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To evaluate the influence of ferritin on thyroid hormones in second trimester antenatal cases in Perambalur District

Journal: International Archives of Integrated Medicine (IAIM) (Vol.6, No. 1)

Publication Date:

Authors : ;

Page : 30-34

Keywords : Pregnancy; Thyroid Function; Ferritin Level; Hypothyroidism.;

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Background: Hypothyroidism is the most common pregnancy-related thyroid disorder, affecting 3–5% of all pregnant women. Pregnant women are often iron deficient, and iron deficiency has adverse effects on thyroid metabolism. Impaired maternal thyroid function during pregnancy may cause neurodevelopmental delays in the offspring. Iron deficiency is frequent during the first trimester of pregnancy and associated with a higher prevalence of thyroid autoimmunity, higher serum TSH and lower fT4 levels. Anemia is a decrease in the number of red blood cells (RBC's) or less than the normal quantity of hemoglobin in the blood. Anemia can have several reasons, such as abnormality of the formation and reduction on the half-life of the red cells. Aim of the study: To evaluate the thyroid status in second-trimester antenatal cases. Materials and methods: Totally 60 female patients were included in the study. Group-1(30) pregnant women with hypothyroidism. Group -2(30) pregnant women without hypothyroidism. The study was conducted from July – November 2018 over a period of 6 months at OG Department of DSMCH, perambalur. Ferritin levels were estimated in 60 female patients newly diagnosed patients of hypothyroidism using chemiluminescence technique (advia centaur cp). Total T3 and T4 levels were estimated using radioimmunoassay. Free T3, T4, and thyroid-stimulating hormone (TSH) levels were estimated using chemiluminescence. These were then compared with age- and sex-matched healthy controls. Results were correlated statistically. Results: Serum ferritin levels were found to be significantly reduced in pregnant women with hypothyroidism compared to normal pregnant women (p < 0.001). Conclusion: Complications that may occur during pregnancy and delivery could be due to low thyroid function, but was not able to be clearly proven in this study. Although prior or early-pregnancy testing for iodine level and thyroid function can help early identify iodine deficiency and thyroid disorder, justifying a general screening will require further studies with multicentre-recruitment and ante-natal clinics involvement.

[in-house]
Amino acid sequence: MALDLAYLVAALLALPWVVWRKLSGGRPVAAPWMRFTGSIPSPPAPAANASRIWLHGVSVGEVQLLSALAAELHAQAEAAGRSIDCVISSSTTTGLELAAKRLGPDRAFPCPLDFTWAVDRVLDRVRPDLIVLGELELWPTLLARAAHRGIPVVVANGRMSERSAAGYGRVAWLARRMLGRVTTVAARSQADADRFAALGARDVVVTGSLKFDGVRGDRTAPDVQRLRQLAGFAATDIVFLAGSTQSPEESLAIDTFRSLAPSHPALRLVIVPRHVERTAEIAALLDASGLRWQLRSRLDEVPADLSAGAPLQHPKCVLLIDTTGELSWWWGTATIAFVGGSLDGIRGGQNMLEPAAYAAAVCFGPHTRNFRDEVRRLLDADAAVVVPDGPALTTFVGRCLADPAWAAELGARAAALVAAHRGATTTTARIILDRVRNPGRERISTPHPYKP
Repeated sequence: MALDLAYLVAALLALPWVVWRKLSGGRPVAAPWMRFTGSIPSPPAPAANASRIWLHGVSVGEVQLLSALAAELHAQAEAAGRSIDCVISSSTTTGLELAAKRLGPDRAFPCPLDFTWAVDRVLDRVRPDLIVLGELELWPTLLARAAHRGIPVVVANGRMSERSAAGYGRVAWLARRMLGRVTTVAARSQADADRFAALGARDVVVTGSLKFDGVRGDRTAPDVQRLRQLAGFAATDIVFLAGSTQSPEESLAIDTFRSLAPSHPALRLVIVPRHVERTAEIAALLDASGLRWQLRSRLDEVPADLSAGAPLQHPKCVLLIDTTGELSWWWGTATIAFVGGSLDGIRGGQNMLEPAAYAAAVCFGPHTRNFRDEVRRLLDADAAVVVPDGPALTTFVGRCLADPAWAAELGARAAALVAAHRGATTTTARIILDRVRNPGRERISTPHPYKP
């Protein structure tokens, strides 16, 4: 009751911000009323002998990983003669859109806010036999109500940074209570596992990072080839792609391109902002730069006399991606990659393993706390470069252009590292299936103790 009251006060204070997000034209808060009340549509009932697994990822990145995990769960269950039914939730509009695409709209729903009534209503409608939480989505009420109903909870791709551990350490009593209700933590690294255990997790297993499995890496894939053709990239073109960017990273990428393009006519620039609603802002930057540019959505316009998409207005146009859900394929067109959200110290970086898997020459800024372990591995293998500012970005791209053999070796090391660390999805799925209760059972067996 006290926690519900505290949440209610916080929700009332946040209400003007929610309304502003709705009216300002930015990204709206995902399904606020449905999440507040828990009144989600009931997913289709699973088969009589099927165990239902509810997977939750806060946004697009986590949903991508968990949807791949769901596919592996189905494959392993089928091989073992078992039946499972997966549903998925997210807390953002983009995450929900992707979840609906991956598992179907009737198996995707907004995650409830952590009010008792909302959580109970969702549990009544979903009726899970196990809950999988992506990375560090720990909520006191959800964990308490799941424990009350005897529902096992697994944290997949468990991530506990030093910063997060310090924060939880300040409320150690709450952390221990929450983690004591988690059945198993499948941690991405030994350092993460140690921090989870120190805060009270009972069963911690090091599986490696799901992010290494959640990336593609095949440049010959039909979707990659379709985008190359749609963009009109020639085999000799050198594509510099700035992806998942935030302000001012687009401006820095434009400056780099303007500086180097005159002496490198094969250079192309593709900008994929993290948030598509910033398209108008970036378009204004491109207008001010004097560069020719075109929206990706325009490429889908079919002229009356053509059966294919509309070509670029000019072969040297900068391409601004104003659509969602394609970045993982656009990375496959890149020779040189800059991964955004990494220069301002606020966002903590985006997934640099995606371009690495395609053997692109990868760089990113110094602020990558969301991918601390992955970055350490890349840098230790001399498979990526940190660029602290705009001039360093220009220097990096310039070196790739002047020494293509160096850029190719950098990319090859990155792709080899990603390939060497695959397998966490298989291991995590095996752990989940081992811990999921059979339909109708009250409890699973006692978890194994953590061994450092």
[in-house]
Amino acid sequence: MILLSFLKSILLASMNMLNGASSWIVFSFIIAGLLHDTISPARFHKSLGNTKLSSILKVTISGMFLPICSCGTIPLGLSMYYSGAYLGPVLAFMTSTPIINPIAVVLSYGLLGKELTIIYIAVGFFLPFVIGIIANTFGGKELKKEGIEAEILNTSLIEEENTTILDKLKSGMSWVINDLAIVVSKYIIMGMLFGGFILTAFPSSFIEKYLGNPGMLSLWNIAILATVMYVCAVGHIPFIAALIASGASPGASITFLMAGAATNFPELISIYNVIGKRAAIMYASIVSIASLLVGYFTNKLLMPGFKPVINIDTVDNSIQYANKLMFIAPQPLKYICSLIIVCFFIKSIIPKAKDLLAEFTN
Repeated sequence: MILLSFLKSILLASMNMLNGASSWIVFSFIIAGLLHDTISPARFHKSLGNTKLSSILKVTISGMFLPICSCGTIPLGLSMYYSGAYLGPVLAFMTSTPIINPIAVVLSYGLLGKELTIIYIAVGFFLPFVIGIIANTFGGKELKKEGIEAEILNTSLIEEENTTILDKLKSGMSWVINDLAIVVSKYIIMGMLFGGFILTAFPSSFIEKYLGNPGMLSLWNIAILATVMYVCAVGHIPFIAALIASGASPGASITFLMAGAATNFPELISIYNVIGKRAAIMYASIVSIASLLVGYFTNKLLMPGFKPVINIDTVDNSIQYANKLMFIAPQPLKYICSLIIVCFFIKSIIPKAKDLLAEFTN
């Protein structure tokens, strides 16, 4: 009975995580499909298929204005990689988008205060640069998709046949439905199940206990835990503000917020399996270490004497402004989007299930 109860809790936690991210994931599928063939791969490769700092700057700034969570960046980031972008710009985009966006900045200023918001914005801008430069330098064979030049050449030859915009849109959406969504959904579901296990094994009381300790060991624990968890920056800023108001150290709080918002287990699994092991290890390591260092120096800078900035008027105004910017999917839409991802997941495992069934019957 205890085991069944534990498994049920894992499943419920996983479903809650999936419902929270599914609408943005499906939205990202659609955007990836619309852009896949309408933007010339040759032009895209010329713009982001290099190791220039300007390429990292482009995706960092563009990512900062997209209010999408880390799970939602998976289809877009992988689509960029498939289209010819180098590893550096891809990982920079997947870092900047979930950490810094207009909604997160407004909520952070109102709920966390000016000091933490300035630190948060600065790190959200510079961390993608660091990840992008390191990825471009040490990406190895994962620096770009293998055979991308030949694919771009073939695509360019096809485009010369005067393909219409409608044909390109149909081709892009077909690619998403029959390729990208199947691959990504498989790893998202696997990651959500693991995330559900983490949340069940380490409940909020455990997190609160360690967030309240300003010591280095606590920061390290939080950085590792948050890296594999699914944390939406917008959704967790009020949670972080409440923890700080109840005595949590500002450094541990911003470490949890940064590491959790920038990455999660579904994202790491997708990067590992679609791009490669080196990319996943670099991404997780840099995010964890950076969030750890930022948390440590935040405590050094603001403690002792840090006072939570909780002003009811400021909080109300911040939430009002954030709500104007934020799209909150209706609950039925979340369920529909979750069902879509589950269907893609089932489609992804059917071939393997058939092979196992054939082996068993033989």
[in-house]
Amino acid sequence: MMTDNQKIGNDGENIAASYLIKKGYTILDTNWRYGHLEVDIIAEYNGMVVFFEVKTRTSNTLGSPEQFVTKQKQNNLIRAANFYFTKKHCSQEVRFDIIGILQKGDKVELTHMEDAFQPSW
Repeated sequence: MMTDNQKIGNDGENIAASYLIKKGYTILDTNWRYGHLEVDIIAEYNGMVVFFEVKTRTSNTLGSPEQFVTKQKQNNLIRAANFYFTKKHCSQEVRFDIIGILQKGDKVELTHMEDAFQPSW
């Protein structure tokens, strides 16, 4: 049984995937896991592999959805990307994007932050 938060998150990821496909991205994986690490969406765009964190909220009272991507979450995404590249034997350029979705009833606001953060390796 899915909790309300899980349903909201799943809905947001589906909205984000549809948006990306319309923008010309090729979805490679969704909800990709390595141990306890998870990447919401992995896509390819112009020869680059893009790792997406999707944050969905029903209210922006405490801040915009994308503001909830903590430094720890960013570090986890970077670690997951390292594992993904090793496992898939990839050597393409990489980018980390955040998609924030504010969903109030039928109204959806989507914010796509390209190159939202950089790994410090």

Last modified: 2019-01-25 16:55:19